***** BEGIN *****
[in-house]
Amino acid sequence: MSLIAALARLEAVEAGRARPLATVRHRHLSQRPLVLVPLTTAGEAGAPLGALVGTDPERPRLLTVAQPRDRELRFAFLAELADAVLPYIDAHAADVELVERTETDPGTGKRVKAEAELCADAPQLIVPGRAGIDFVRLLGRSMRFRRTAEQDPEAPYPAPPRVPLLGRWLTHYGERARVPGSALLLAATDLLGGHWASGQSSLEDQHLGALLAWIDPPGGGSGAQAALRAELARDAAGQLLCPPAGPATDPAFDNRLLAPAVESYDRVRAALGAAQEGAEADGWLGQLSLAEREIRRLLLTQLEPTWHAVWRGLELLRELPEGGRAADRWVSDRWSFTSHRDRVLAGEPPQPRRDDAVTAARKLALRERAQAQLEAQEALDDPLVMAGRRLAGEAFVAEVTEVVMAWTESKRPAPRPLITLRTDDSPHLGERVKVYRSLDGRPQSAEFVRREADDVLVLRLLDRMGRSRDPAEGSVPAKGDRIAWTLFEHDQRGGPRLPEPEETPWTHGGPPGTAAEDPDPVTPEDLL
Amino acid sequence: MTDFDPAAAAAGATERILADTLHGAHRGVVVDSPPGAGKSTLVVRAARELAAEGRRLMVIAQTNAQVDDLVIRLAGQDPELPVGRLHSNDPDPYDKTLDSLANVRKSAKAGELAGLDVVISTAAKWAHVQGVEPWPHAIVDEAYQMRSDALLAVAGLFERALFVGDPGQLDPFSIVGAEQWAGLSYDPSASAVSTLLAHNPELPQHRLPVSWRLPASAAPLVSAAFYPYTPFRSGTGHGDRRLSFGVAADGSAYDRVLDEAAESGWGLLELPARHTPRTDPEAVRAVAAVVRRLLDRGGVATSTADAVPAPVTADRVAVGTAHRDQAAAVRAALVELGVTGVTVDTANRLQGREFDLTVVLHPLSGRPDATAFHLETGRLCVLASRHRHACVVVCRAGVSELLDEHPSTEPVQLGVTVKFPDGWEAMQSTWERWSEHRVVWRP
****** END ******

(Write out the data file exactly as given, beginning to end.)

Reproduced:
[in-house]
Amino acid sequence: MSLIAALARLEAVEAGRARPLATVRHRHLSQRPLVLVPLTTAGEAGAPLGALVGTDPERPRLLTVAQPRDRELRFAFLAELADAVLPYIDAHAADVELVERTETDPGTGKRVKAEAELCADAPQLIVPGRAGIDFVRLLGRSMRFRRTAEQDPEAPYPAPPRVPLLGRWLTHYGERARVPGSALLLAATDLLGGHWASGQSSLEDQHLGALLAWIDPPGGGSGAQAALRAELARDAAGQLLCPPAGPATDPAFDNRLLAPAVESYDRVRAALGAAQEGAEADGWLGQLSLAEREIRRLLLTQLEPTWHAVWRGLELLRELPEGGRAADRWVSDRWSFTSHRDRVLAGEPPQPRRDDAVTAARKLALRERAQAQLEAQEALDDPLVMAGRRLAGEAFVAEVTEVVMAWTESKRPAPRPLITLRTDDSPHLGERVKVYRSLDGRPQSAEFVRREADDVLVLRLLDRMGRSRDPAEGSVPAKGDRIAWTLFEHDQRGGPRLPEPEETPWTHGGPPGTAAEDPDPVTPEDLL
Amino acid sequence: MTDFDPAAAAAGATERILADTLHGAHRGVVVDSPPGAGKSTLVVRAARELAAEGRRLMVIAQTNAQVDDLVIRLAGQDPELPVGRLHSNDPDPYDKTLDSLANVRKSAKAGELAGLDVVISTAAKWAHVQGVEPWPHAIVDEAYQMRSDALLAVAGLFERALFVGDPGQLDPFSIVGAEQWAGLSYDPSASAVSTLLAHNPELPQHRLPVSWRLPASAAPLVSAAFYPYTPFRSGTGHGDRRLSFGVAADGSAYDRVLDEAAESGWGLLELPARHTPRTDPEAVRAVAAVVRRLLDRGGVATSTADAVPAPVTADRVAVGTAHRDQAAAVRAALVELGVTGVTVDTANRLQGREFDLTVVLHPLSGRPDATAFHLETGRLCVLASRHRHACVVVCRAGVSELLDEHPSTEPVQLGVTVKFPDGWEAMQSTWERWSEHRVVWRP